Additionally, app-based companies are helping consumers access discounted food nearing its expiration date. For example, Flashfood is a mobile marketplace that enables shoppers to save on fresh and non-perishable items about to go to waste. So far, the company has diverted 30 million pounds of food from landfills and has saved shoppers almost $90 million in grocery bills.
Active packaging modifies the condition of foods to combat spoilage and improve their sensory or safety properties. This holds new potential for food preservation because of recent advances in packaging, biotechnology, and material science. Solutions include packaging technology that removes oxygen in the product, antimicrobial packaging, ethylene scavenging to limit the overripening of produce, moisture migration technology to delay staling in baked foods, and packaging designed to reduce flavor loss.
Alternatively, intelligent packaging enables tracking and monitoring of food which can ease decision making and improve supply chain operations, thereby increasing shelf life. Intelligent packaging can take the form of indicators and sensors that provide real-time information on the state of the food and its surrounding environment, and data carriers such as RFIDs that provide information or control the flow of food products.
While these technologies have yet to penetrate the market because of the high implementation costs and challenges translating to the real world, they have potential to transform food packaging to benefit consumers, manufacturers, and retailers. According to Supply Chain Dive, applying sensory technology to increase traceability could reduce food waste by at least 5 percent within the supply chain.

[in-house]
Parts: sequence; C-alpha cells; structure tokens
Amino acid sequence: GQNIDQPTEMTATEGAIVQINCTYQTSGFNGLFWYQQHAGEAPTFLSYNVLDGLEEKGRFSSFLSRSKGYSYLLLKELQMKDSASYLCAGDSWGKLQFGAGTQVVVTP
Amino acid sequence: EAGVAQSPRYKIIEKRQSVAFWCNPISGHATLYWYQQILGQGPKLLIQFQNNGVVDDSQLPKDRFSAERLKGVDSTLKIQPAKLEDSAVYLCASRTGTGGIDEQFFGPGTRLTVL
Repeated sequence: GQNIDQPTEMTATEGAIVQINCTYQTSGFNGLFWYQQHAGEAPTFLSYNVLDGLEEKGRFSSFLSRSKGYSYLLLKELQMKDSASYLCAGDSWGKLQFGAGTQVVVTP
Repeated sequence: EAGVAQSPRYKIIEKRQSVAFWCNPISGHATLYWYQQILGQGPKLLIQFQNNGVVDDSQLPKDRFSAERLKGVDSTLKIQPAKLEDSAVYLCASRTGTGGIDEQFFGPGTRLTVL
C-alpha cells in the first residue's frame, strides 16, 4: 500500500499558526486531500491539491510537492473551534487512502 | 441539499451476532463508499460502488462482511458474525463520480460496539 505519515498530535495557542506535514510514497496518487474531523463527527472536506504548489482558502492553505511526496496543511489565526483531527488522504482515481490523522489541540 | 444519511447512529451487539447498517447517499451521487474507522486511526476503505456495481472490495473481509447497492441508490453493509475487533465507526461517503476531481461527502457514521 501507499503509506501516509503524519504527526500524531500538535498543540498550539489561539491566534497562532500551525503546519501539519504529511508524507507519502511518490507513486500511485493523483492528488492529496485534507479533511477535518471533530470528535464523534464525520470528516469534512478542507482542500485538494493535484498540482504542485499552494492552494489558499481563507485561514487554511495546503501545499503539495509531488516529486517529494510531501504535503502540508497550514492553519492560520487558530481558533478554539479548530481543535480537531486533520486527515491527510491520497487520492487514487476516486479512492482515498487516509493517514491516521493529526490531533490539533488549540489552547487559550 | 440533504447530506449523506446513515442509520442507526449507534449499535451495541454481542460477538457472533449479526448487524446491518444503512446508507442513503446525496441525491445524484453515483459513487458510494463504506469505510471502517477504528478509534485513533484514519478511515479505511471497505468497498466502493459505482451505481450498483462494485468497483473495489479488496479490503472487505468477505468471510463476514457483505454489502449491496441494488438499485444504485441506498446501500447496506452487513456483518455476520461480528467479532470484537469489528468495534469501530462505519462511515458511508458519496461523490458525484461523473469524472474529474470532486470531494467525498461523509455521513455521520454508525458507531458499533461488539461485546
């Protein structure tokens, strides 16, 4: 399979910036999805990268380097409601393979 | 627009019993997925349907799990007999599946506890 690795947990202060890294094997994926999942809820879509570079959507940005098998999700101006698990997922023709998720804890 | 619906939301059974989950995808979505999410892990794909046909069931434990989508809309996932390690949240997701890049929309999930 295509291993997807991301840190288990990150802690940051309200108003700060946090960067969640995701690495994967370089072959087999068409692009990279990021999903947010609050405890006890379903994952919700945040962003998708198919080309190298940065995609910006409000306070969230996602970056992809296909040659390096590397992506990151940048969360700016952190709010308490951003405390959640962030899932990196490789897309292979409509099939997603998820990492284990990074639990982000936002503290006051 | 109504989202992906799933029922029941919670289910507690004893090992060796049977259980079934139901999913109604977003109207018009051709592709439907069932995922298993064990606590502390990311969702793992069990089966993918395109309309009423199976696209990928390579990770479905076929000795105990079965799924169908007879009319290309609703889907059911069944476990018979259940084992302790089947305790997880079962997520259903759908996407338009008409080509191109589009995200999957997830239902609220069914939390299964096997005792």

Food production and processing generate a significant byproduct which is usually discarded. There is a growing movement to turn discarded byproduct into new food items. The Upcycled Food Association (UFA) defines upcycled foods as foods that “use ingredients that otherwise would not have gone to human consumption, are procured and produced using verifiable supply chains, and have a positive impact on the environment.”
The UFA launched a new Upcycled Certification Standard in 2021 so companies can highlight products that incorporate upcycled ingredients and reduce food waste. According to a report by Future Market found that the upcycled food market is worth $46.7 billion with an expected CAGR of 5 percent over the next ten years.
According to Project Drawdown, reducing food waste is one of the top solutions for reducing carbon emissions. It has the potential to draw 87 gigatons of CO2 out of the atmosphere, which is significantly more than other solutions such as a global plant-based diet (64 gigatons), electric cars (12 gigatons), and even utility-scale solar power installations (42 gigatons).
Effective solutions will require partnerships between different parts of the food and ag sector and between businesses, consumers, governments, research institutions, and nonprofits. There is no panacea for food waste, this is an all-hands-on-deck effort.